Twice in the past three months, I have had the great good fortune and opportunity to speak with Bishop Mark J. Seitz of El Paso, Texas, about Pope Francis’ visit to Mexico — once before the trip and once after.
As you can see in the interview (Page 4), Bishop Seitz had some eloquent words about the visit, especially on topics like immigration, mercy and what it means to live the Christian life. They are worth reading both carefully and thoughtfully.
But there’s one story that he related that didn’t make the official interview but is worth sharing. It takes place Feb. 16, the day before the papal Mass in Juárez. Bishop Seitz was on a tour of the city with a group of about eight American bishops, during which they visited the mission of Our Lady of Guadalupe, the mother church of the region founded in 1659 and located adjacent to the current cathedral.
The group walked into the church for a tour, and Bishop Seitz noticed rows of people sitting in the front of the church.
“At first I thought, ‘Is Mass going on? What’s happening here?’” he said. But “as we drew closer, we could see that they were there for confession, and there was one lone priest sitting up in the sanctuary.”
The group carried on with the tour, not wanting to interrupt the guide. But as they approached the sanctuary, Bishop Seitz met a religious sister who was working at the church. The sister informed him, upon inquiry about the long confession line, that there were supposed to have been three priests, but one hadn’t shown up and another had left.
“I remembered back to the days when I was in the parish and occasions when, like before Easter and so on, I came into the church and saw the lines snaking around the church and that feeling of panic: How am I going to serve all these people?” Bishop Seitz recalled. “So I looked at my brother bishops, and I said, ‘Do you think we could spend a few moments and help them out?’ And they all immediately responded.”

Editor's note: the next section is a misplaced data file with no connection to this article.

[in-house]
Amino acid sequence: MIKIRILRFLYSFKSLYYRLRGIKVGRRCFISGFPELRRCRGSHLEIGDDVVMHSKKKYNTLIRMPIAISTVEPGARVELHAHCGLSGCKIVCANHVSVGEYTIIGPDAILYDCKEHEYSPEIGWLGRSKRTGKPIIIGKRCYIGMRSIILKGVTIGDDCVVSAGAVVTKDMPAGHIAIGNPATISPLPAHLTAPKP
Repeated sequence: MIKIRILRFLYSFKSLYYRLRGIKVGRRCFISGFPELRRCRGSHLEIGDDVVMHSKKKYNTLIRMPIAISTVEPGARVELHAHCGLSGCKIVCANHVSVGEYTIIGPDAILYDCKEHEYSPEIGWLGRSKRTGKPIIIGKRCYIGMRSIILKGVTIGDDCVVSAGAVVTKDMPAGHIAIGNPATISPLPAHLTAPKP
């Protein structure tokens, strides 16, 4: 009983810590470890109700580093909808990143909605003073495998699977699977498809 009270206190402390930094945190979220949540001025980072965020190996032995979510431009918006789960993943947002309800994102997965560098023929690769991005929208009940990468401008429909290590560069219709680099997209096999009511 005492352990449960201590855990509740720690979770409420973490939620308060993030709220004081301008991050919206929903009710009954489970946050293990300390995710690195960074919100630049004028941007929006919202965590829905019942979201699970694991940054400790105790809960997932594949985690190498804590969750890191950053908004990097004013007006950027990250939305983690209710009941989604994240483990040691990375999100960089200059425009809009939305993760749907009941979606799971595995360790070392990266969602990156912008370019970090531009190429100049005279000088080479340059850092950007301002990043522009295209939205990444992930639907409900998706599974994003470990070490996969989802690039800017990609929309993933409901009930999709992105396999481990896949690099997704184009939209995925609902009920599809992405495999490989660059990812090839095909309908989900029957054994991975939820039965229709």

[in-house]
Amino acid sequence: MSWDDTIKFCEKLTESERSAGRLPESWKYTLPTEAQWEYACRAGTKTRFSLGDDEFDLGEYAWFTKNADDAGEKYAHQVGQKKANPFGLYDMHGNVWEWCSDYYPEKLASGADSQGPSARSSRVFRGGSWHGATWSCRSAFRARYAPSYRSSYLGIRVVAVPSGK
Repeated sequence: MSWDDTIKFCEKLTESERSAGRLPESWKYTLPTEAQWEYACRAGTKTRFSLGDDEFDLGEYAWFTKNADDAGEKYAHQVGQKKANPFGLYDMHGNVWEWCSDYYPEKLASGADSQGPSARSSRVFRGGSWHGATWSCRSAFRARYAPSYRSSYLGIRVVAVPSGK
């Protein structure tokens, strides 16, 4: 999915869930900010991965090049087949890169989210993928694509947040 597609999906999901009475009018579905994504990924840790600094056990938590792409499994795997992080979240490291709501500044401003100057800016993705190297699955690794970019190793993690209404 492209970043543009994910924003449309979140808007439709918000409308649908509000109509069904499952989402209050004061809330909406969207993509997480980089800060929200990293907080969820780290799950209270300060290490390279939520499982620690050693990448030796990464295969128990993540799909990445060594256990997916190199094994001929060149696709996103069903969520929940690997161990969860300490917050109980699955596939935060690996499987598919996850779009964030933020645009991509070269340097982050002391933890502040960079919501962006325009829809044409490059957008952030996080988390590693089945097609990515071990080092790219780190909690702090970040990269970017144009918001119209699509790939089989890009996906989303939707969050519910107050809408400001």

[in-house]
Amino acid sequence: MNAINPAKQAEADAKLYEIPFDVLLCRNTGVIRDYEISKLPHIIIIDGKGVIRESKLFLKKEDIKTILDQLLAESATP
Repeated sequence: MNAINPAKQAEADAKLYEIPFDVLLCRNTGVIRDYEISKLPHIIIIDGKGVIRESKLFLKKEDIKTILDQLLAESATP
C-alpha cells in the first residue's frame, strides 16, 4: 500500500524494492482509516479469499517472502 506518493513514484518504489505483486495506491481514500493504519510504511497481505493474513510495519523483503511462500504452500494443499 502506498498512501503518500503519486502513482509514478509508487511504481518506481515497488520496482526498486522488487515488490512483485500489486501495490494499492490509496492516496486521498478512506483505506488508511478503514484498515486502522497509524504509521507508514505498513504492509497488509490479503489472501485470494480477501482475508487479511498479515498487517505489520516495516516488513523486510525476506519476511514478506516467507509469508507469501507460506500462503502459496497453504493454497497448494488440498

The bishops spread out in the church, each finding a quiet spot to hear confessions. In about 20 minutes, the line was gone and the no-longer-lone priest’s face was awash in gratitude.
But as the saying goes, an act of charity often benefits the giver just as much or even more than the receiver. For the American bishops, it was no different.
“As we reflected on it later, it struck us that God had really blessed us with an opportunity to practice the mercy that we’re called to in this holy year,” Bishop Seitz said.
More than three months into the Year of Mercy, this simple reflection struck a chord. Are we paying attention to the opportunities God is blessing us with during this holy year? Especially during Lent, is God calling us to practice mercy in a particular way? Are we, as did our bishops, noticing the signs?
We’ve got eight months to go.